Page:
Each character is immensely fun to play, and the trick is learning the multitude of combo attacks and special abilities that can sometimes be tricky to pull off as some buttons have multiple uses. I don’t know if it’s nostalgia or just the chaos of it, but even with the tricky combat controls Devil May Cry 5 does not disappoint when it comes to fighting. I had tears welling in my eyes at the beauty of it. The only nit-pick I had was the lock-on system. It was harder than it needed to be to change targets, but when you are lost in the carnage it is easy to forgive.

The thing that I believe ties the Devil May Cry series together is the music, and they did not disappoint in five. From jazz, to rock, to metal, all with that Devil May Cry twist creates a soundtrack that pumps you up and amplifies the already badass tone of the game. With a variety of different areas to explore, from the inside of the Qliphoth to the destroyed city streets, the attention to detail is great, giving a real feeling of destruction on a world-ending scale, making it seem like things will never recover.

The character designs are top-notch, though I don’t think I’ll ever get used to Dante’s older look from four and five. In saying that, it seemed less of a thing as the game went on, turning into more of an afterthought. The voice work was brilliant with a special mention to Nico’s voice actor; I found it so unique that I just hung on every word.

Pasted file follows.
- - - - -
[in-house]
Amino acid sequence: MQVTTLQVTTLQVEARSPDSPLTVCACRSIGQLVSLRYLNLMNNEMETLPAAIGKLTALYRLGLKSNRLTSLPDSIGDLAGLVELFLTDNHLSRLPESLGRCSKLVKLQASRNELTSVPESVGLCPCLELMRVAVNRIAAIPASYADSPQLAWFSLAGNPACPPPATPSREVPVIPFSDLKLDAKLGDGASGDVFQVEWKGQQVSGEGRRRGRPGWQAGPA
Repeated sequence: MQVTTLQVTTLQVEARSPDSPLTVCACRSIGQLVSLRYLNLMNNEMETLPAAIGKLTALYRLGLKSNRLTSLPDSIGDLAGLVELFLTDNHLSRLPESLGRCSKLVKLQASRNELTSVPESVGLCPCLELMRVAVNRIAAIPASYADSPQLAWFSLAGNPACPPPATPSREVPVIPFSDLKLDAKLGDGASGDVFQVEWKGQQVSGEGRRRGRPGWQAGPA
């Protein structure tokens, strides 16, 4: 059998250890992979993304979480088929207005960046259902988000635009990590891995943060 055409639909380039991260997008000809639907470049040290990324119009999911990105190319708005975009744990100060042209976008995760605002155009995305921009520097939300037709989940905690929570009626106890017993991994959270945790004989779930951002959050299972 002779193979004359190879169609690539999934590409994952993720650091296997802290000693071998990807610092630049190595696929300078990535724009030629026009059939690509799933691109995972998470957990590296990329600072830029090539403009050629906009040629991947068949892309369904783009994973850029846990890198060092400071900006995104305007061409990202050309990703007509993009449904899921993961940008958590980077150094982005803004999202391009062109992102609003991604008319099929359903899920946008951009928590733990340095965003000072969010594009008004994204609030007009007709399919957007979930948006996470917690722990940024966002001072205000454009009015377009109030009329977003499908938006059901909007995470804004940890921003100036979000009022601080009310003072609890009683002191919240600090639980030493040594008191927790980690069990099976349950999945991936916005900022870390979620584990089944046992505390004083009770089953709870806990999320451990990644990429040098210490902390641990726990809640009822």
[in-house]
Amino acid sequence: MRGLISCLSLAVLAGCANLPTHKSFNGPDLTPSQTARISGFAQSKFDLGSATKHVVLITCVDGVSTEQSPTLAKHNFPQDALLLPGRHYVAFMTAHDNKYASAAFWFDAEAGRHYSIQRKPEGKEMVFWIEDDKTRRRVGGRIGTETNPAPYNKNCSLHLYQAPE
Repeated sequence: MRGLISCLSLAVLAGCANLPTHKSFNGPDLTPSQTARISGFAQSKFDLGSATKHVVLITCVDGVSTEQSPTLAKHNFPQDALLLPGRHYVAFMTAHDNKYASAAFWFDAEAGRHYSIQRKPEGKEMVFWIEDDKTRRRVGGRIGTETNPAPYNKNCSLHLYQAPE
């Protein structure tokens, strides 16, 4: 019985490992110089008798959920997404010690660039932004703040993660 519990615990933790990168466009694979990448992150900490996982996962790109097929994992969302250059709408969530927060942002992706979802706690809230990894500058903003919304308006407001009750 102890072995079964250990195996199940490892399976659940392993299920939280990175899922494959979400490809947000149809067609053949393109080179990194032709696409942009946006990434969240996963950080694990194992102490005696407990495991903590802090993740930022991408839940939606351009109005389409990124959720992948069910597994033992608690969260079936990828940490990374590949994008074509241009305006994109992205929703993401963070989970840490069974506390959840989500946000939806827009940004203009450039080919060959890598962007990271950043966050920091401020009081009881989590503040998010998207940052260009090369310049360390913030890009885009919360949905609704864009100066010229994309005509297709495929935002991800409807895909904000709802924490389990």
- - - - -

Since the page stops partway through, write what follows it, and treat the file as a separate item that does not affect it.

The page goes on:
A few honourable mentions, with Lady and Trish representing the badass demon hunters they are, with a few moments of genuine interactions with each other and the other characters, I only wish you could play as them as well. I won’t spoil it, but prepare for a dance number! One of the many fun little highlights. Being added to the Special Edition is the ability to play as Virgil. I haven’t had the chance to have a full crack with him yet, but what I have adds another interesting fighting style to the game.

Extra modes for this game include The Void, which a training mode to help you learn the controls of the vast number of abilities. The Bloody Palace, where you can test your skills against waves of opponents until time runs out or you fall, gaining extra time by being stylish. Then there is the gallery, where you can check details of characters, enemies, weapons, and items, or check out the art, story, and jukebox menus to look at the concept art, replay cutscenes, or jam out to the DMC tunes.

Devil May Cry will always hold a special place in my heart as one of the best game series out there, that everyone old enough should check out, and for those not old enough, make sure you do when you are able. It’s one of those hack and slash that never gets old and never stops being stylish.

The Good

  • The music numbers are all bangers
  • The array of weapons and abilities never disappoints
  • The dialogue is DMC at its bes
  • The story while a little predictable had many twists and turns
  • Action-packed cut scenes
  • Re-playability for those triple S ranks
  • Extra content for even more action

The Bad

  • The target lock system can be tricky
  • With so many abilities and so few buttons, mistakes happen

Written by: Adam Brasher